I recently got a review back from consideration. One review was a little odd in that the reviewer(s?) consistently referred to themselves using "We" and "Our". It seems highly unlikely this is the royal we. Notably, it is just this review, the other reviews all use singular pronouns.

Is it typical for a manuscript review request, which is typically only sent to one individual, be reviewed by multiple people? I am not sure how reasonable it is from an ethical perspective.


6 Answers 6


In academic writing, authorial 'we' is very common, where the authors always refer to themselves in the first-person plural even if the there is only a single author. Although this is less common in reviews, the reviewer likely just used this authorial 'we' to refer to him-/herself.

See also Choice of personal pronoun in single-author papers.

  • 9
    This. As an editor, I see this all the time. Commented Nov 20, 2023 at 18:35

The authorial "we" is the most likely explanation. Joint reports are also possible, at least in physics. My impression is that they are somewhat rare, however. Perhaps the most common scenario is a student writing a report together with their supervisor.

  • 2
    At least in my physics experience, joint reports (supervisor and student) are pretty common and since physics journals actually encourage these, they are also not hidden.
    – Wrzlprmft
    Commented Nov 21, 2023 at 7:11
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    As a postdoc, I once was one of two referees that co-wrote a joint referee report in physics. It was a situation where the paper combined methods from two different, very technical areas; my colleague was the one officially asked to be the reviewer and was an expert on one of the areas. He asked me to help him write the part of the report focusing on the second area, which he was less familiar with but was in my wheelhouse. We then submitted a joint report (informing the editors beforehand, of course).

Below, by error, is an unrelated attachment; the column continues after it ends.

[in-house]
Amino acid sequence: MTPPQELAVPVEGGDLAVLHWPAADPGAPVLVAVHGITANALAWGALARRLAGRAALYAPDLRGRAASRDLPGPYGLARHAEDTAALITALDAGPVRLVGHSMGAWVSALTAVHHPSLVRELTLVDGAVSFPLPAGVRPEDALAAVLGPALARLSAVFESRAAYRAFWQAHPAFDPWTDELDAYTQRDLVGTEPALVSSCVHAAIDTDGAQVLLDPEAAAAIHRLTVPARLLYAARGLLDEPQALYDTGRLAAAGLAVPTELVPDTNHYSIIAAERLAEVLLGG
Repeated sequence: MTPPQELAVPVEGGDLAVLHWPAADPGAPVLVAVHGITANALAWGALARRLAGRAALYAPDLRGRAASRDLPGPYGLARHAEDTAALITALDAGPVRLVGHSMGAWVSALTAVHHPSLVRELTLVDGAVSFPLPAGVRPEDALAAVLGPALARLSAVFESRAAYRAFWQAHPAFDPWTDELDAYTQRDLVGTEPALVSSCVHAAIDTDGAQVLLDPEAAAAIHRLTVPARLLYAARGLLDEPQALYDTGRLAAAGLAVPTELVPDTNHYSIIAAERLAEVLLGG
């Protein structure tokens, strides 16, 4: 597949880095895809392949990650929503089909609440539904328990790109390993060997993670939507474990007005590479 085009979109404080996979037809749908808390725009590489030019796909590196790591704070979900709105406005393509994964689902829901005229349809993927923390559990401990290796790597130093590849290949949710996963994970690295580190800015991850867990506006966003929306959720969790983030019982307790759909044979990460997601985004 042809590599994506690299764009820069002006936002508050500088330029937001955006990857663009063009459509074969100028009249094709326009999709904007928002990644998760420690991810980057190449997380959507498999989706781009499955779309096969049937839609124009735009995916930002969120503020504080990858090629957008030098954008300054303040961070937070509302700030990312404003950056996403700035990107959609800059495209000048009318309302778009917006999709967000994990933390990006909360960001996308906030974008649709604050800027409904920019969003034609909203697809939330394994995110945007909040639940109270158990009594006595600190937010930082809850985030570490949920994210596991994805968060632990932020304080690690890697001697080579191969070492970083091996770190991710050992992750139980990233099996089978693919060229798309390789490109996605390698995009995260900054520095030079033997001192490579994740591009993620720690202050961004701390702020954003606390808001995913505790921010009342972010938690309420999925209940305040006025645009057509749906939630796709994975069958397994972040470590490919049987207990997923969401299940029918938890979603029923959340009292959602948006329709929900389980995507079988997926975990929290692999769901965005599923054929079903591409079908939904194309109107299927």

– Andrew
    Commented Nov 22, 2023 at 19:29

I have authored at least one referee report that was jointly written with another person. In my experience it’s not common, but it does happen.


I’ve definitely seen this happen, for example a PI reviewing with their lab, or two researchers writing the review together. The crucial aspect is they should have asked permission from the editor beforehand.

From the author’s point of view there is no specific reason to be worried about multiple contributors to a single review report (if anything, it should be better).


I just personally finished a co-review a few days ago. I am a postdoc and my PI asked me to join in because the paper covered multiple topics and it just so happened that I had additional experience that made me an ideal referee. We contacted the editor in charge and informed them that I would contribute, and the editor welcomed the additional input.


I would not say it is very common, but it can happen. I received just today a review invitation where the editor specifically told me that I am allowed to review the paper together with a colleague.

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